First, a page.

State-of-the-Art Design in Higher Education

Taking on the challenges of modern university facilities
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Sponsored by Guardian Glass, Inpro, and NanaWall Systems
By Peter J. Arsenault, FAIA, NCARB, LEED AP
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Designing For Flexible Facades and Spaces

One of the most common requests of the staff and faculty who actually use higher-education spaces is the desire for flexible spaces. What they are usually asking for is the ability to accommodate different size groups in a space or to connect adjacent spaces together. This connection can be made between two interior spaces or between indoor and outdoor spaces. While this all seems reasonable and logical, achieving it often means that the exterior facade has to take on a new dimension. Specifically, it needs to be operable or transformable, essentially allowing the free passage of people, air, light, and activity between indoors and outdoors when required, but be capable of closing up to be weathertight when desired.

A common solution to achieve this connectivity between spaces, particularly indoor/ outdoor spaces, is the use of opening glass walls. These are comprised of individual, full-height panels of glass that are framed in either wood, aluminum, or a combination of both. The glass and frames can be selected to meet the same or different criteria as the rest of the building exterior. The means of operation can be based either on panels that fold (accordion style, off to one or both sides) or on sliding panels that stack or disappear into a wall recess. Either way, the effect is the same—full connectivity between spaces when open and full physical separation when closed, with controlled daylight and views possible in either condition. Creating spaces this way, filled with light and infused with the sense of openness and transparency, exemplifies a spirit of contemporary education and architecture. The resulting designs are more open, creating a shared use of space with brighter interiors and seamless transitions between indoors and outdoors. Moreover, with square footage often at a premium, the opening glass wall allows space to be utilized efficiently with potentially smaller footprints for some areas.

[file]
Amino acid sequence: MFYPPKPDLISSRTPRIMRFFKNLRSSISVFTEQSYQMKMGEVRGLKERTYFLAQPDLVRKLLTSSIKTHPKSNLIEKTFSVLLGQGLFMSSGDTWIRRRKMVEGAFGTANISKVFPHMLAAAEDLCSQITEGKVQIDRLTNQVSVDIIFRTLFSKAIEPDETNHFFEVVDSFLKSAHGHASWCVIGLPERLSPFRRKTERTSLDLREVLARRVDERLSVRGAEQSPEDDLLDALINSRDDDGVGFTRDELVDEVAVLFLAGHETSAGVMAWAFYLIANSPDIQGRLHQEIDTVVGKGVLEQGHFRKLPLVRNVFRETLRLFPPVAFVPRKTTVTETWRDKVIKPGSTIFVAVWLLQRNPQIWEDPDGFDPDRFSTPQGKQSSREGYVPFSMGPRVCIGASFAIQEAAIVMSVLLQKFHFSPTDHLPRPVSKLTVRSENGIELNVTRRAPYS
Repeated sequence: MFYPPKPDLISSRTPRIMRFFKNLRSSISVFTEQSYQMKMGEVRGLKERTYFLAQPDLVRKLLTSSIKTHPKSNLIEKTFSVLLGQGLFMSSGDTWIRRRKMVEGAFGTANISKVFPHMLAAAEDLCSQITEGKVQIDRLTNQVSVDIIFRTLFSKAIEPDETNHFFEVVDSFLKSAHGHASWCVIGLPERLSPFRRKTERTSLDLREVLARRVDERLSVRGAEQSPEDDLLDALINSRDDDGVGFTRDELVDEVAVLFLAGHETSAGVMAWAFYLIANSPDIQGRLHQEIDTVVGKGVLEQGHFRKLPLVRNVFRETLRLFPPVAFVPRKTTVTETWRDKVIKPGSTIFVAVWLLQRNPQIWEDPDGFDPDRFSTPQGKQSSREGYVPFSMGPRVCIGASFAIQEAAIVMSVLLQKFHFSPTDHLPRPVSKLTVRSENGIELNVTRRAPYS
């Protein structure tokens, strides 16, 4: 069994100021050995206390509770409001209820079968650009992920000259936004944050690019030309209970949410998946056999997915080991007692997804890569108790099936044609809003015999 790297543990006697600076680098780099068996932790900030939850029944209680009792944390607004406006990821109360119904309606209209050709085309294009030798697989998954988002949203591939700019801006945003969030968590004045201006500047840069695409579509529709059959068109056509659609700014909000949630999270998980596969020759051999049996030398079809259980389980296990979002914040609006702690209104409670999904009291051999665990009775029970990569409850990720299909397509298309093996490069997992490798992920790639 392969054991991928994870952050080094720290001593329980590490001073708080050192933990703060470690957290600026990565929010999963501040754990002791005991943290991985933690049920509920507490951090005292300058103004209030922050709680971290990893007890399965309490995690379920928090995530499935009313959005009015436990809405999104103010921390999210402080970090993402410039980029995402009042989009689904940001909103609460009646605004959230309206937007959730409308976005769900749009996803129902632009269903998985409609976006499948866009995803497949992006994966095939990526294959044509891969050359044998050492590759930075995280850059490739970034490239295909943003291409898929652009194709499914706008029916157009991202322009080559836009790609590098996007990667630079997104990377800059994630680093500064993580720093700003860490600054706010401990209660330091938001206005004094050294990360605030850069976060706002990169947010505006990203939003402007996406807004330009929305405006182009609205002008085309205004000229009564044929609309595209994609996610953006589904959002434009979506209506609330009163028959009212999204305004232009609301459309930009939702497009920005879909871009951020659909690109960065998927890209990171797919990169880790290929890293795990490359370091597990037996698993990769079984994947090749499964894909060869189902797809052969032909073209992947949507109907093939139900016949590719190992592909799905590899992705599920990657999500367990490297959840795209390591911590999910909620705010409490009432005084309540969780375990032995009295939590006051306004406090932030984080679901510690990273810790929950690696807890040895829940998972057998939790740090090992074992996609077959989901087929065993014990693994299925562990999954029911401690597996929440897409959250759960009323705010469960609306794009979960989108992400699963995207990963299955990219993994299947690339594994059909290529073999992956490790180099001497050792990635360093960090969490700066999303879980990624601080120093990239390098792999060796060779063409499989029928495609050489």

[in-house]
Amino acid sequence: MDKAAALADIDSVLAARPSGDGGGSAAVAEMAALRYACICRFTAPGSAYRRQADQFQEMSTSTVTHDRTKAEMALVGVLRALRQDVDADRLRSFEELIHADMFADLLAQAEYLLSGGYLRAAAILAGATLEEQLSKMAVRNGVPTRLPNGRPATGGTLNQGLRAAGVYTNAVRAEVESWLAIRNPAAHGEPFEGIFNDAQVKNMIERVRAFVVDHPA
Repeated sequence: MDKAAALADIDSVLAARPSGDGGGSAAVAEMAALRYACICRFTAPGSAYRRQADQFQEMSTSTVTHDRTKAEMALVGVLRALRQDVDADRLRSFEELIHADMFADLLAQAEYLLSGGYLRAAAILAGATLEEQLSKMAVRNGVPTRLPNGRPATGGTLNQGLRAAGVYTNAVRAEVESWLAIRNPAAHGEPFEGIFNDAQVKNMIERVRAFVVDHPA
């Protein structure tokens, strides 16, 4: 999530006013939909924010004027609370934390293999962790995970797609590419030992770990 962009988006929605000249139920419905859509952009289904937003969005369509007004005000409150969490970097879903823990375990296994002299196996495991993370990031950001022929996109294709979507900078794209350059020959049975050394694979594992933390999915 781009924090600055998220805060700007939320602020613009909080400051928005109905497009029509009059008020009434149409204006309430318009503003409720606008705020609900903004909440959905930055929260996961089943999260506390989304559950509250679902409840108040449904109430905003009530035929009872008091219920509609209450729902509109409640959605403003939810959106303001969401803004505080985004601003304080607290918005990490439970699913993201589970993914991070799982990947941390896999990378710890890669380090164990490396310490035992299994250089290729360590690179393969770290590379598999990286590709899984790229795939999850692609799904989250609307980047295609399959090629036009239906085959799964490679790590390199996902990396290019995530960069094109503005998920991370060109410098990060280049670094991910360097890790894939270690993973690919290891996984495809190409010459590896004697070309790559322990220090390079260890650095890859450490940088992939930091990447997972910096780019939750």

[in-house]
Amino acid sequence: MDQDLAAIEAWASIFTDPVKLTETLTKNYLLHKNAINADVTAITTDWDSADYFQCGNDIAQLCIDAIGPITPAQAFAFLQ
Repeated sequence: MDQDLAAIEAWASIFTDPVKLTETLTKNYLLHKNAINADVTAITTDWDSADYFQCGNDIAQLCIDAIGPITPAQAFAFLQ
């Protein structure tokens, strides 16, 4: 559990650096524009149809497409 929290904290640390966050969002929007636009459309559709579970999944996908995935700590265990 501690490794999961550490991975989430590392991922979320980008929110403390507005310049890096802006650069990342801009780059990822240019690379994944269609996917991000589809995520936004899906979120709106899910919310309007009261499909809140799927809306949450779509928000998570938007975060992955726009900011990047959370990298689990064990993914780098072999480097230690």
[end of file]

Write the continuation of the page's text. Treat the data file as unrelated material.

When it comes to using opening glass walls on a college or university campus, there are some other very good reasons to consider them beyond the space flexibility desire. Opening glass walls have been used by designers as a key ingredient for 21st century learning spaces to provide abundant fresh air ventilation and natural daylighting while providing acoustical buffering when needed. This enhances the well-being of the people inside since students and faculty typically spend 85 to 90 percent of their time indoors and the concentration of pollutants indoors is commonly higher than outdoors. Opening glass walls allow the interior spaces to be flushed with fresh air thus removing pollutants and creating a more invigorating indoor environment. When closed, the acoustic separation allows for better concentration, less noise distraction, and better intelligibility of the sound within the space.

Based on their multiple space, health, and environmental attributes, the use of operable glass walls on a college or university campus is suitable to many different building types. Some of the most common ones are discussed as follows.

  • Academic buildings: Opening glass walls provide abundant natural daylight whether they are open or closed. Studies have shown that students with limited classroom daylight were outperformed by those with abundant natural light by 20 percent in math and 26 percent on reading tests. Hence, opening glass walls can help create a demonstrably better learning environment that is appreciated by students and professors alike.